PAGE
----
This super-soft headband is designed to gently rewire your bad sleeping habits

Dreem 2
Image credit: Dreem

French neurotech company Dreem has released an updated version of its sleep-tracking headband, with a new, softer feel, improved audio quality and more flexible fit.

Poor sleep isn't something you should take lying down; it can result in serious health problems, including increased risk of dementia and heart attacks, disrupted hormones, and a weakened immune system. Dreem aims to solve this problem by identifying your particular sleep issues and coaching you to better habits.

The whole band is completely bendable, we redesigned the electrodes and we changed the material to make it even softer

Hugo Mercier, CEO, Dreem

Dreem has two parts: the headband itself, and its accompanying app, Dreem Coach. The headband gathers biometric data as you sleep, tracking your brain activity, heart rate and head movement. It's much more accurate than a smart watch – more like a sleep lab, but without having to spend the night in a strange bed with electrodes taped to your face.

This information is transmitted to Dreem Coach, which also asks you a series of questions about your sleeping patterns during the day, After seven nights it combines the biometric data with your survey answers to create a detailed sleep report just for you, with tailored recommendations.

These might be simple things that you can do to help unwind at night, but Dreem Coach can also offer advanced six or eight-week courses incorporating cognitive behavioral therapy (CBT) if you're suffering chronic insomnia.

Sweeter dreams

Any device you'll be wearing all night needs to be as comfortable as possible, so Dreem's engineers have paid great attention to making the new version of the headband softer and more flexible.

"We wanted to keep roughly the same design, so it is quite similar," Dreem CEO Hugo Mercier told TechRadar, "but we remade it from scratch, and we have made some changes to try to improve some elements for the user.

"First of all, we have increased the level of comfort for the product. What was quite hard with the Dreem headband was the fact that you need to have something that will fit everybody’s head – the size and shape – and at the same time you need to ensure that it has contact with the skin to ensure the electrodes are working and measuring the signal."

Dreem 2

Image credit: Dreem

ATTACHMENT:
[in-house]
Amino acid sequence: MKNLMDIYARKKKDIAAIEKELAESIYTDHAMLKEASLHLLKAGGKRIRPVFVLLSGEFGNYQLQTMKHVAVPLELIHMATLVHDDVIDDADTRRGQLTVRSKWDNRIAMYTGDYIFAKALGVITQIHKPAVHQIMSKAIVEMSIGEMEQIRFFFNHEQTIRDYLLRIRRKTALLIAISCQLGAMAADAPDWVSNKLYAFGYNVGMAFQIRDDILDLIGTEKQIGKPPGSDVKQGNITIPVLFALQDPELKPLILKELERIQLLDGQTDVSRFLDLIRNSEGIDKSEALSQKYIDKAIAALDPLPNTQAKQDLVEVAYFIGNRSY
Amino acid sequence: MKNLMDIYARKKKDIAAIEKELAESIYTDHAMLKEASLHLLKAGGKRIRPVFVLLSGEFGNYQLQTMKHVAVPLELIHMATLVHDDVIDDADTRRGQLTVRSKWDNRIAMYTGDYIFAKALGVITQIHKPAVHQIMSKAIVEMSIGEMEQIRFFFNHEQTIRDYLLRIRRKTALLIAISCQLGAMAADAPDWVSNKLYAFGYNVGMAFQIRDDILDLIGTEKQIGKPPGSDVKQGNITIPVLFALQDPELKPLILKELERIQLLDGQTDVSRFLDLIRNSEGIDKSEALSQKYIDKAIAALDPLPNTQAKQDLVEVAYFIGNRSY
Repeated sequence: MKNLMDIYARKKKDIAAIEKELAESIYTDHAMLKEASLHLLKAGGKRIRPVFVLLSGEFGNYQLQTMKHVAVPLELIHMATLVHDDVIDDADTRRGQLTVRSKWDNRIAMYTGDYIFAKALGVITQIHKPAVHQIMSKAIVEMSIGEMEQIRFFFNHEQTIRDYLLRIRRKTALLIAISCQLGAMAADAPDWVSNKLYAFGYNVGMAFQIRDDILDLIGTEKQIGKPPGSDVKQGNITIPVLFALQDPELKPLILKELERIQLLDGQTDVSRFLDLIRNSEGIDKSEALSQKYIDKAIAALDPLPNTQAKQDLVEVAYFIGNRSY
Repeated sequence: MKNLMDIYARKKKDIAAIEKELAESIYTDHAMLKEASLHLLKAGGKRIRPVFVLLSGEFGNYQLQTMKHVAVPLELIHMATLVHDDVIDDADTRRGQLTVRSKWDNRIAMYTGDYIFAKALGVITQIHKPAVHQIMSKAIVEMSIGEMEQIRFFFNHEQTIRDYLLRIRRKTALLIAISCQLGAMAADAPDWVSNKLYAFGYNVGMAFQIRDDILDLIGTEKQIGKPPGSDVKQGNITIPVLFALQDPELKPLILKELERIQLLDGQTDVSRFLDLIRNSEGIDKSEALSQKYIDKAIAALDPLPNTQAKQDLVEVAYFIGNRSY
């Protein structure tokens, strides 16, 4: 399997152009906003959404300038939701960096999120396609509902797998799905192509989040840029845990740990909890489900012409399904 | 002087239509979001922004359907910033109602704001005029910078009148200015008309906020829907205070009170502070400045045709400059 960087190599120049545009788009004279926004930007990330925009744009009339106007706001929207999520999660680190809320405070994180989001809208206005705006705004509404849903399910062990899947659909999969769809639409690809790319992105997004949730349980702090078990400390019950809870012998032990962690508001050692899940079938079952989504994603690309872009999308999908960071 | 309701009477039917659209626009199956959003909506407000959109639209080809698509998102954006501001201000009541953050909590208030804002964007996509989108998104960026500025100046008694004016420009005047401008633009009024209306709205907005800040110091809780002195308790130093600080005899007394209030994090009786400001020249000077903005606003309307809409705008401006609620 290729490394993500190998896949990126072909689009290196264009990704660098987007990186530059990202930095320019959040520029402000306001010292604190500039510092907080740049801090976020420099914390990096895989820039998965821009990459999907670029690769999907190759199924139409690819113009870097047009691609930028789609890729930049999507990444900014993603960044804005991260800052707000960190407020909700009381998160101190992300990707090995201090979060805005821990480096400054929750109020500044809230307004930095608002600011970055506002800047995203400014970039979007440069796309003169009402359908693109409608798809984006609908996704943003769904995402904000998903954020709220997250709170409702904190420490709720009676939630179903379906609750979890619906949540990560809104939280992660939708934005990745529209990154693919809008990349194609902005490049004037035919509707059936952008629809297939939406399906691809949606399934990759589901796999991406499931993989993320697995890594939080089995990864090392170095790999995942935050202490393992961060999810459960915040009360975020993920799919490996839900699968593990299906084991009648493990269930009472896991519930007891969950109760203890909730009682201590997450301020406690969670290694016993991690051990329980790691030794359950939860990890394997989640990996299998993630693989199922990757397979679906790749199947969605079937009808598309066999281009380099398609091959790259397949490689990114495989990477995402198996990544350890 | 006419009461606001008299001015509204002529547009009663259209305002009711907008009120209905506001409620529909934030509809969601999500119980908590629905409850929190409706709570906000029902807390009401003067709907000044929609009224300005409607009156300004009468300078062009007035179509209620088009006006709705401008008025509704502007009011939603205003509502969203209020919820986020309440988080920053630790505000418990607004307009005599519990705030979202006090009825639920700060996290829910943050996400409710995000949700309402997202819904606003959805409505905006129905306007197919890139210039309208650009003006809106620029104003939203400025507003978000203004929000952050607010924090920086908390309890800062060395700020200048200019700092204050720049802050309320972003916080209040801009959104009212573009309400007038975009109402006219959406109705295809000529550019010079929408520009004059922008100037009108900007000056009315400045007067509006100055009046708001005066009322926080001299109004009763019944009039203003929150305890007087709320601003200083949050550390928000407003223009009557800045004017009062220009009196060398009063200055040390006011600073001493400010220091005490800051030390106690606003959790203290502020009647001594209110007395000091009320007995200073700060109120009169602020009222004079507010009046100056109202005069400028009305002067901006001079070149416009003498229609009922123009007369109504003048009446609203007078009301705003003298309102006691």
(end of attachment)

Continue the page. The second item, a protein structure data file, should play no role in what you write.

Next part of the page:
It was possible to make the electronic components a little smaller, but to actually make the band feel softer, the team had to think more creatively.

"In the previous version of the headband, the bridge of the headband had some rigidity [even though] it was quite bendable and quite soft," Mercier said. "We tried to find a way to innovate on that with the materials to try to take all the rigidity off. So when you feel the new headband, there is a great softness.

We reworked the [bone conduction] technology as well in order to make it higher audio quality

Hugo Mercier, CEO, Dreem

"All the electrodes and the cables are protected by foam, meaning that now it’s completely bendable, except for the bar, which isn’t a problem because it’s sitting on top of your head. So now the whole band is completely bendable, we redesigned the electrodes [and] we changed the material to make [it] even softer."

The headband is now more adjustable too. The previous version featured elastic at the back, but as Mercier explained, this wasn't always enough: "The thing is, you have a really, really wide range of size and shape for the head. So if you have a too big head, or too small head, the elastic is probably not enough.  So we tried to open the elastic and add some kind of adjuster.

"It’s really simple – we have an S, M, L adjuster. You open it once when you use the headband, you can move it to three different places, and it improves the comfort. So when we compare the comfort between the previous version and version two, we have an improvement for 45% of our users, which is huge."

Soothing sounds

The Dreem Band doesn't just track your vitals; it can also help you drift off to sleep with gentle sound, and use pink noise at specific intervals to improve deep sleep. The second iteration of the headband offers improved audio quality to make this more effective

"We really re-worked the bone conduction technology," Mercier told us. "What we found was the fact that the sound is going through your skull and your bones, so you are limited by the mechanical properties of your head. But we reworked the technology as well in order to make it higher audio quality. Again, we have improved by 40% the audio quality."

Dreem 2

Image credit: Dreem

Dreem has managed to achieve all this while also dropping the headband's price by €100 (about $110, £85, AU$160). The band is available to order now for €399 (about $450, £345, AU$640).

We'll be reviewing the Dreem 2 headband soon, so stay tuned to find out whether it helped us enjoy a better night's sleep.

Cat Ellis

Cat is the editor of TechRadar's sister site Advnture. She’s a UK Athletics qualified run leader, and in her spare time enjoys nothing more than lacing up her shoes and hitting the roads and trails (the muddier, the better)